The best 24 inches displays in 16:10 aspect ratio for your DIY Raspberry Pi digital photo frame project

When photographers look at digital picture frames, one question comes first: What is the aspect ratio of the display?

A photographer typically works with 3:2 images from his DSLR camera. Screens, however, used to be 4:3 in the early personal computer age, then moved to 16:10 and then to 16:9 and even wider.

Showing 3:2 photographs on a 16:9 display means cropping of 15% unless you are willing to accept ugly black bars. And that means that on many photos the image composition is messed up.

16:10 is almost 3:2 and therefore by and large acceptable.

But only a few 16:10 monitors are available on the market and the maximum size for this aspect ratio is 24 inches.

In this article, I will show you three monitors I would choose for a 24 inches digital picture frame.

If you haven’t done so, I suggest that you check my article “Read these 10 essential tips for picking the right monitor for a digital picture frame” as I will come back to criteria from my article in this post.

The key filter criteria for my monitor research

I have narrowed my selection of monitors using the three following filters:

  • 24 inches screen size (23 – 25 inches)
  • Resolution of 1920 x 1200px (UXGA) which means an aspect ratio of 16:10
  • IPS display

Unfortunately, there are no 4K monitors available in 16:10 aspect ratios, no matter what size, that would work for our use case.

All these monitors have an HDMI output and a very high contrast ratio because of the IPS screen. IPS display also means low power consumption and wide viewing angles. Things like e.g., response time are irrelevant for a digital picture frame.

Monitors for your digital picture frame project that will leave a good impression

Acer BW257 25″

  • 25 inches display size
  • 100% sRGB colors
  • Power and HDMI connectors face downwards
  • Very thin frame
  • Internal power supply

Asus BE24WQLB 24.1”

  • 100% sRGB colors
  • Asus Eye Care technology for flicker-free and low blue light technology to reduce eye fatigue associated with extended viewing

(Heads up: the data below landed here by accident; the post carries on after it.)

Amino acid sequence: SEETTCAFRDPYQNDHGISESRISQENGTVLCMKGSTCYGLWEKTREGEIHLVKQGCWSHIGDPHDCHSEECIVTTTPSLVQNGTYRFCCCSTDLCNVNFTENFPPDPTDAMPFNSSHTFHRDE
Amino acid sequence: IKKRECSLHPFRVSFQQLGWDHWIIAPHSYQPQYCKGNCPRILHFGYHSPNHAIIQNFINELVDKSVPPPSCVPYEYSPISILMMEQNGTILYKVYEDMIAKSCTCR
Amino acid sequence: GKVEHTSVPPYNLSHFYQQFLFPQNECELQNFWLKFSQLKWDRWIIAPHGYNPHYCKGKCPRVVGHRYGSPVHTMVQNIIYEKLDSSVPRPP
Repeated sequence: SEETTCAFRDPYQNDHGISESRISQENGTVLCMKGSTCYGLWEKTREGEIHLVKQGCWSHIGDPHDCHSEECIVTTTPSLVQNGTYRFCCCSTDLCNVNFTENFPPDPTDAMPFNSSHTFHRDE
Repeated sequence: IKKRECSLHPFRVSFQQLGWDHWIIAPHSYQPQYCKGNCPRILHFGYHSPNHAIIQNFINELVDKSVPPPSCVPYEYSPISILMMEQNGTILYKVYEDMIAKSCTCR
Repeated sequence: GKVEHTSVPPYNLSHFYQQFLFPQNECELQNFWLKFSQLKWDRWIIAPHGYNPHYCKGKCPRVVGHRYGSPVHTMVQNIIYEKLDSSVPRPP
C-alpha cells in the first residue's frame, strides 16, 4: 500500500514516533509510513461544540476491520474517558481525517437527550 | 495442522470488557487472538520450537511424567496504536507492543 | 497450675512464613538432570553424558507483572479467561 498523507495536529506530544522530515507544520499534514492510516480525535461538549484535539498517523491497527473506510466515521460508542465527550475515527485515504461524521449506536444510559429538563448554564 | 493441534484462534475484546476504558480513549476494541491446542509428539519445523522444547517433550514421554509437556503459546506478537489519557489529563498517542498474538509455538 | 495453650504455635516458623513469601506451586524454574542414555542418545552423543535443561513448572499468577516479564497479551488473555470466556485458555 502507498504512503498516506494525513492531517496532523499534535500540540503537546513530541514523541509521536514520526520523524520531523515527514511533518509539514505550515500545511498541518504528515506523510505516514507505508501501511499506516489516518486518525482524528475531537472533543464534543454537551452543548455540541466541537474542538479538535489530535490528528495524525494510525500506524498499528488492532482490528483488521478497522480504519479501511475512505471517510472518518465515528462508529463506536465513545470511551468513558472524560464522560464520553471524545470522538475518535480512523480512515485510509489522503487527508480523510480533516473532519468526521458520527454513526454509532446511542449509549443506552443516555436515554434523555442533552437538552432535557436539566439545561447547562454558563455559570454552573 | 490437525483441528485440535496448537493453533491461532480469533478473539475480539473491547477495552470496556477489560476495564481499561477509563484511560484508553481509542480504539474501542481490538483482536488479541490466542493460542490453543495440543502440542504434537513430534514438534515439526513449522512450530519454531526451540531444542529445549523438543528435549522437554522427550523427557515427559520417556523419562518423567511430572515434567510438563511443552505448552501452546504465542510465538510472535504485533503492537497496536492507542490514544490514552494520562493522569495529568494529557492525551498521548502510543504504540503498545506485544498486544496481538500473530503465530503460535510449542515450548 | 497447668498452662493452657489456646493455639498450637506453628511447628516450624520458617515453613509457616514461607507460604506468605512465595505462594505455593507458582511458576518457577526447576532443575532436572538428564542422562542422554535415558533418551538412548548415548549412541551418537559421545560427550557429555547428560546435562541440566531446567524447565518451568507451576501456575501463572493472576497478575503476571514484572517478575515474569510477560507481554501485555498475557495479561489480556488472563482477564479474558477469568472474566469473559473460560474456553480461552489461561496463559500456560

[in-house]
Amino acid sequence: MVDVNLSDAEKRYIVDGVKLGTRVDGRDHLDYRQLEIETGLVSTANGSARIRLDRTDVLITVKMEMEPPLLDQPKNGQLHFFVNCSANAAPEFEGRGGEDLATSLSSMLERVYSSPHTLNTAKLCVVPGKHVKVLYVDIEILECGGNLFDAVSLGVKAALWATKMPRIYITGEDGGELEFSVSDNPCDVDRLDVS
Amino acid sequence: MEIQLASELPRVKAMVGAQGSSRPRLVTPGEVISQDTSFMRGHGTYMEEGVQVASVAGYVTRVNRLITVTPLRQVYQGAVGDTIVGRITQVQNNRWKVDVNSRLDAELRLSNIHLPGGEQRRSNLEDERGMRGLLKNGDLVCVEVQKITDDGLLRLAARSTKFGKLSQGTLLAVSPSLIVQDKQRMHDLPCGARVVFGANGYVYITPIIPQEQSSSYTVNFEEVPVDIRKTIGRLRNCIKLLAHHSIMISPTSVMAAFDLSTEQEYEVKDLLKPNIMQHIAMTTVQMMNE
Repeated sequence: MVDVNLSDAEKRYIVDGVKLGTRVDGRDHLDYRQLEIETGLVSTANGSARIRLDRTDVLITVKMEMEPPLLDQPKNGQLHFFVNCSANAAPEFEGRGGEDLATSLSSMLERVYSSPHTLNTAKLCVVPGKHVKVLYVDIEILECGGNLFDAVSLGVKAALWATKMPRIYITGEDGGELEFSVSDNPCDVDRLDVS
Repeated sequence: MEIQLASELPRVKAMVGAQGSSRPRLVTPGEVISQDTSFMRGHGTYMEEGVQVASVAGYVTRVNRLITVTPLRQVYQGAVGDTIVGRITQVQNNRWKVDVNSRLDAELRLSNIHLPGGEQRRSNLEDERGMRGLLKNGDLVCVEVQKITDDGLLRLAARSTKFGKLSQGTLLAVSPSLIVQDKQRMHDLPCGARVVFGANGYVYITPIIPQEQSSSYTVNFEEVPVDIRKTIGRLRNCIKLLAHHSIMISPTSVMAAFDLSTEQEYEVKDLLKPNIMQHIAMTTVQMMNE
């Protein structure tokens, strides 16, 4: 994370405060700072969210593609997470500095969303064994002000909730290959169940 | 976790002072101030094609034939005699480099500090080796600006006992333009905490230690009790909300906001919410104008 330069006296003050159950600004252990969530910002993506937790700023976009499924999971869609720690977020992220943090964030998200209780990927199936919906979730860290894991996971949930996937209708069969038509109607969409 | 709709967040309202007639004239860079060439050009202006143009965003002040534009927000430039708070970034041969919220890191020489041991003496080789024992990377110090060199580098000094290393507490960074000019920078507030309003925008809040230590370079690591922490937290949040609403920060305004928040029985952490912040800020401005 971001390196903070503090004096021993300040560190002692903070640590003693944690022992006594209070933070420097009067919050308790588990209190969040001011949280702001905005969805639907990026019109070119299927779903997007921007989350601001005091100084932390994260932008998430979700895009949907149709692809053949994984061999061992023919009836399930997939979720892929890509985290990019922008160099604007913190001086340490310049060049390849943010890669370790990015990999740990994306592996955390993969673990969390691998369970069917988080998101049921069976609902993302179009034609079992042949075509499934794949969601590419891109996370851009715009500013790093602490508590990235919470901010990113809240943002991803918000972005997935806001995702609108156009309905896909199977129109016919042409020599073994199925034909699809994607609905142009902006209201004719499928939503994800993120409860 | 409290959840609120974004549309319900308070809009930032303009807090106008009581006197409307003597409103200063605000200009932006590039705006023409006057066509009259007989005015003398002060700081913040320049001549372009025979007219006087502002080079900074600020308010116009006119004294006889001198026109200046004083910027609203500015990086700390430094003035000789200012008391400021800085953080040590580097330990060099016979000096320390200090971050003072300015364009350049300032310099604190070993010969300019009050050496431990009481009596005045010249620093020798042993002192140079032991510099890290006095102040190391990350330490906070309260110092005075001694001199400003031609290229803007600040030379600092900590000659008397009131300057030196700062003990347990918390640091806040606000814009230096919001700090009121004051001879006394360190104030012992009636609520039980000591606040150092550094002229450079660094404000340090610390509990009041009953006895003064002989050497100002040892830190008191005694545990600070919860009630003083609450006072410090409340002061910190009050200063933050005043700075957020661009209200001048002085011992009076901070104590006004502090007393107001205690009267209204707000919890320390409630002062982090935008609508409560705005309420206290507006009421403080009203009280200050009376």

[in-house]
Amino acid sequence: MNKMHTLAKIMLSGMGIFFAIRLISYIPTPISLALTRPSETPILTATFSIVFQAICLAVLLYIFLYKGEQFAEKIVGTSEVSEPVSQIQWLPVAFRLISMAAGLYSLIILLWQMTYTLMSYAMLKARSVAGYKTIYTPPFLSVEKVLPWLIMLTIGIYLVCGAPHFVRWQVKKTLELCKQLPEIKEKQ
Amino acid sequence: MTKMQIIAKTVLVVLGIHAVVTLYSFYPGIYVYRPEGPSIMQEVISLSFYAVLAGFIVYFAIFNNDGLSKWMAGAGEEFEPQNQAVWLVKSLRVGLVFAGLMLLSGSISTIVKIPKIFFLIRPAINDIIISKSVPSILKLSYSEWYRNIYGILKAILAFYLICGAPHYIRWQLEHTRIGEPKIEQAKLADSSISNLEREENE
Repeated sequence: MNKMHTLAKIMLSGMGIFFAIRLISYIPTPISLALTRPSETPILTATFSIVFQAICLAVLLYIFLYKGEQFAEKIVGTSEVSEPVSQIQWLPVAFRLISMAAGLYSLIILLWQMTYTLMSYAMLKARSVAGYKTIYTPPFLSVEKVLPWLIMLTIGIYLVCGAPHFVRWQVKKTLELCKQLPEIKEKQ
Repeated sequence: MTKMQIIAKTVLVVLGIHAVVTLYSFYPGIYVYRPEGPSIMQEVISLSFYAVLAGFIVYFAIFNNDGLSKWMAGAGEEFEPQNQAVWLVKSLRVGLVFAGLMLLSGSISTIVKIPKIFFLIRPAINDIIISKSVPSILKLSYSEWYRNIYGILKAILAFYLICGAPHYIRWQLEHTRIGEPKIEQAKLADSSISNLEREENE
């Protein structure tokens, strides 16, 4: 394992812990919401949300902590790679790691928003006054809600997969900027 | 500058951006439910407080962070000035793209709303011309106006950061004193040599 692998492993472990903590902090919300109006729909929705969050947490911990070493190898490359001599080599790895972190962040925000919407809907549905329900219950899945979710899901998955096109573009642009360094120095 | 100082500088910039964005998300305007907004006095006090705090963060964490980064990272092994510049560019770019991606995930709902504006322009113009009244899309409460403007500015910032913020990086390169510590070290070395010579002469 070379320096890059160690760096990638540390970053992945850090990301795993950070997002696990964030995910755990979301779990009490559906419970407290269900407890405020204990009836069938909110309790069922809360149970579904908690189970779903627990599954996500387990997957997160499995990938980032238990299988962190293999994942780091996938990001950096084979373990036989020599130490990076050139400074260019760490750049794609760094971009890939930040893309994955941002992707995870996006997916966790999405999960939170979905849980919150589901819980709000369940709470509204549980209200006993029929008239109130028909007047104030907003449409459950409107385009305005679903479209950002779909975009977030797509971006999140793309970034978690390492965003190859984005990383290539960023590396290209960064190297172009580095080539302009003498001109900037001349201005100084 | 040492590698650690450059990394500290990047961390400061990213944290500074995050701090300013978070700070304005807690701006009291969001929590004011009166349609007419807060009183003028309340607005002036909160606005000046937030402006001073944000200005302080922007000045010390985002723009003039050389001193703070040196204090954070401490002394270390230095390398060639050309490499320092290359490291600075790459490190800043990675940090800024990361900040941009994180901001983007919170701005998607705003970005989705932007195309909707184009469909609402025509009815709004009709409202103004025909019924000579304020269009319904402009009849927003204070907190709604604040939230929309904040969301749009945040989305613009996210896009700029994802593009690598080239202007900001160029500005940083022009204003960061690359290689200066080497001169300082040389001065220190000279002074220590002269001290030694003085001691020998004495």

• Very thin frame
  • Power and HDMI connectors face downwards
  • Internal power supply

Philips 252B9 25″

  • 25 inches display size
  • 107% sRGB and 90% NTSC color gamut coverage
  • Flicker-Free and LowBlue Mode technology
  • Very thin frame
  • Power and HDMI connectors face downwards
  • Internal power supply

Which one would I pick?

I have only shown you three monitors for a reason. They are all very suitable for a DIY digital picture frame project.

My first 24 inches monitor for a photo frame was an ASUS IPS monitor and five years later it still looks and works great despite being on for sixteen hours a day.

Both the Acer and the Philips have 25 inches displays which is 0.9 inches more than the ASUS which is nice.

But in the end, you can safely decide on price and get the best deal for any of the three.

Should you buy a bare display and controller card instead of a computer monitor?

When you receive the monitor, you run a test for dead pixels and then you take it apart with the intent of never putting it back together again.

Bare metal

Wouldn’t it be easier to just get a display panel with a suitable controller card and power supply? Wouldn’t it be cheaper?

Many displays are made in China, Japan, and Korea. Sourcing directly from China has become quite popular especially for electronic gadgets that are not easily available in our regions.

However, for displays, I would not recommend this approach.

First of all, a display is not a cheap item that you can just write off if it does not meet your expectations. Returning goods to China is just not practical, given the shipping costs. There is no buyer protection that deserves the name.

Second, a shipping time of 4-6 weeks is pretty normal, and you need to take special shipping insurance on top of high shipping costs for displays. Also, there can be a delay of several weeks in customs.

Third, it is not cheaper. If you add up the cost of a display + controller card + power supply, add the shipping and insurance, add local customs, and value-added taxes, it doesn’t add up.

No need to go further, it just doesn’t make sense for this kind of product in the volumes that you are going to order.

There is one advantage of buying the bare components: You don’t have to think about taking apart the monitor. Sometimes, screws are hidden under hard to see labels, and taking the bezel apart requires a bit of force, special tools, and courage but typically, it is not very hard.


If you are building a digital picture frame and you are a photographer with an appreciation for great images, then you should not just “take any screen” to hook up your Raspberry Pi.

After all, you have invested a lot of money in good cameras and lenses that cost a lot more than the 250 $/€/£ that you are going to pay for a good display.

And maybe, you’ll even get a great deal on one of the monitors above!

As always, let me know what your recommendations are.

(Pho­tos: Acer, ASUS, Philips, Wolfgang Männel)

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